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More than one in three former professional footballers over 40 years old suffer from knee cartilage damage amid concerns active players are risking their long-term health or are unaware of the lasting effects of serious knee injuries.

A FIFPro study among 400 active and 900 former professional footballers indicated that 35 percent of ex-players above 40 are suffering from knee osteoarthritis (a degenerative joint disease). That compares to 8 to 13% of the general population in the same age group.

Footballers are 2.5 times more likely to suffer from knee osteoarthritis with every severe knee injury or knee surgery they had during their career.

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“I know some old players who cannot even walk. They are cripples,” Pontus Kamark told FIFPro. The 48-year old Swedish World Cup veteran quit when he was 32 after three cruciate ligament surgeries. “My doctor noticed that my knee cartilage was almost gone. He advised me to stop.”

Only two months earlier Kamark had declined an invitation for Sweden’s 2002 World Cup squad because he did not feel fit enough. “I took the doctor’s advice. I considered my future health and wanted to be active, play ice hockey, tennis and golf for the rest of my life.”

Kamark, who played at IFK Goteborg and Leicester City, is still very active, but he said some of his peers have not been so lucky. Hakan Lindman, who played for Malmo and Anderlecht “has two plastic knees and can barely walk.”

 Pontus Kamark playing for Sweden against England in 1998

Dr. Vincent Gouttebarge, FIFPro’s Chief Medical Officer, said club medical staff need to do more during a player’s career to prevent osteoarthritis in later life. Gouttebarge also suggests after-career consultation would help players strengthen their knees by following a healthy lifestyle and a fitness program.

“The results of the study are a confirmation that there are often serious, long term effects from knee injuries,” Gouttebarge said. “This is the first research into knee osteoarthritis that includes active players and it gives us a clear picture of how cartilage damage evolves.”

Malmo defender Rasmus Bengtsson coped with knee problems for a year before opting for surgery. “The last six months I played with huge pain. First I took painkillers, later on I had cortisone injections. When these did not help anymore we decided on the operation,” the Sweden international player told FIFPro. The meniscus was removed from his left knee. Cartilage was already gone. His recovery took ten months.

“Maybe if we had done the operation immediately the recovery could have been easier and faster.”

The 31-year old Bengtsson said his knee joint is “bone to bone”. He especially experiences pain after playing on hard artificial pitches. “If I get the same problem again, I will think about my future. I don’t want to destroy my body, I want to play football with my kid.”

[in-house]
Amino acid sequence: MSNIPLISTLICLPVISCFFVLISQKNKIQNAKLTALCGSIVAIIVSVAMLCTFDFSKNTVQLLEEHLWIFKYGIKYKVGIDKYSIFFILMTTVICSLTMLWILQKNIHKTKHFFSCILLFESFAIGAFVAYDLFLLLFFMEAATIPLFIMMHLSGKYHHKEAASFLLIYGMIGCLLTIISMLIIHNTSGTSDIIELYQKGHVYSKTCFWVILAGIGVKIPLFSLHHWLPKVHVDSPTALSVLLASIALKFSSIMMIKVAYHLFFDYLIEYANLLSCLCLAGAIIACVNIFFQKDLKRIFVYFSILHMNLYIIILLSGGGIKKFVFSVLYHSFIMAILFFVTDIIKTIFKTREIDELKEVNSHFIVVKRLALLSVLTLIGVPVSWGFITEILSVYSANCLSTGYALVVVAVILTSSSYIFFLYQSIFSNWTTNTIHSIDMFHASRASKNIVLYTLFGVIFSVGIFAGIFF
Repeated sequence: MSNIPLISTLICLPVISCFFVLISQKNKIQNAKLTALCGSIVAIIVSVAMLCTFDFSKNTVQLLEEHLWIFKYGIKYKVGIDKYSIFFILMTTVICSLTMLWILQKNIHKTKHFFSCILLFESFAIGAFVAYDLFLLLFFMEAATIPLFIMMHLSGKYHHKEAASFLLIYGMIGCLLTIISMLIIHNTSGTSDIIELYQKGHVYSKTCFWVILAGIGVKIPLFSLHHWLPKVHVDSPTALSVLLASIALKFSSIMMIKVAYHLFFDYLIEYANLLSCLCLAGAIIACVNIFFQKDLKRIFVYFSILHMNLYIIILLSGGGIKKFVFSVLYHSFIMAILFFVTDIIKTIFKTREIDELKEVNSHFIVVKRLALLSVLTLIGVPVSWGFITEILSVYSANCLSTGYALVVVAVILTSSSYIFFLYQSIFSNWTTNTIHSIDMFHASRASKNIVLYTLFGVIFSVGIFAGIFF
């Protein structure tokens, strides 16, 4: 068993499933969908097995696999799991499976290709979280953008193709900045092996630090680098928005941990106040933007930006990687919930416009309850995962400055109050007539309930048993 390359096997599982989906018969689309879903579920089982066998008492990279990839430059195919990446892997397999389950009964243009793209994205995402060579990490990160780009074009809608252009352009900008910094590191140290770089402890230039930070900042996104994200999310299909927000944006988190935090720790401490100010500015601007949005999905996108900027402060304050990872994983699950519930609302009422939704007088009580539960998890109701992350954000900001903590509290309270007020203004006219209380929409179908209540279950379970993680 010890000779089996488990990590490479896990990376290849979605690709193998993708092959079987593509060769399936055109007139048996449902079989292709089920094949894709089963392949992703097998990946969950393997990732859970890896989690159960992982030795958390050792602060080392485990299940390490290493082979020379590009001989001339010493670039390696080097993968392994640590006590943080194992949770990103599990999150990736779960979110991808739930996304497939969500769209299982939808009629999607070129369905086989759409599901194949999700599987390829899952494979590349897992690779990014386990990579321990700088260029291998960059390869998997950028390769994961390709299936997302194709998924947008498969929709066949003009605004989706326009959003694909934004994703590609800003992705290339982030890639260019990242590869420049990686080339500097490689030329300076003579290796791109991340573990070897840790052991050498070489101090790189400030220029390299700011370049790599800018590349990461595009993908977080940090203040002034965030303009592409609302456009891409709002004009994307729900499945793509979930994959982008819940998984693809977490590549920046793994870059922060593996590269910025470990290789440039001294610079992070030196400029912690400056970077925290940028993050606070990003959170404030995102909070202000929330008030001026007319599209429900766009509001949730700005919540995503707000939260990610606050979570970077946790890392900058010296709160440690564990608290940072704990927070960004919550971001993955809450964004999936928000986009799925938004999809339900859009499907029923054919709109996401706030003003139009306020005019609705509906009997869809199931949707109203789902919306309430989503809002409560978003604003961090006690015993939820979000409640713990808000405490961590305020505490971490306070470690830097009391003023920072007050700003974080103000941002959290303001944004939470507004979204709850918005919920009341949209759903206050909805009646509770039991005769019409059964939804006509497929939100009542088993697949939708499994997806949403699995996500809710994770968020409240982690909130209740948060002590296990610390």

Bengtsson played with pain because he had just joined Malmo and wanted to prove himself. “When you are young or moving to a new club, it would be helpful if physios hold you back when you are not fit. It is very difficult for a player to say that he does not want to play.”

 

Steven Lenhart, a former MLS champion with Columbus Crew, agrees with Bengtsson. “At one point my knee got weaker and weaker, but as a player you don’t want to listen to your body, you want to play. When somebody would have told me, your knee is going to be f***** when you are older, then I would have said but I feel okay now.”

Lenhart had to quit in 2016 after five meniscus surgeries on his right knee. “The first injury just happened, but after the second and third it becomes preventable.”

The 31-year old former striker thinks that it is helpful that former players who dealt with similar injuries share advice or talk about their current health status. “Players make their own decision, but you have to give them tools to listen to their body. They must not feel so much expectation to play when they are injured.”

 

About the players:

Pontus Kamark: 48 years, professional footballer (defender) from 1985 until 2002 at among others IFK Goteborg and Leicester City. Won 5 league titles with IFK. 57 caps for Sweden and bronze medal at 1994 World Cup.

Rasmus Bengtsson: 31 years, professional footballer (defender) since 2006 for among others Hertha Berlin and FC Twente. Won 2 league titles with his current club Malmo. Four caps for Sweden.

Steven Lenhart: 31 years, professional footballer (striker) from 2008 until 2016 at Columbus Crew and San Jose Earthquakes. Won MLS title with Columbus.

 

Click here for more information about the research

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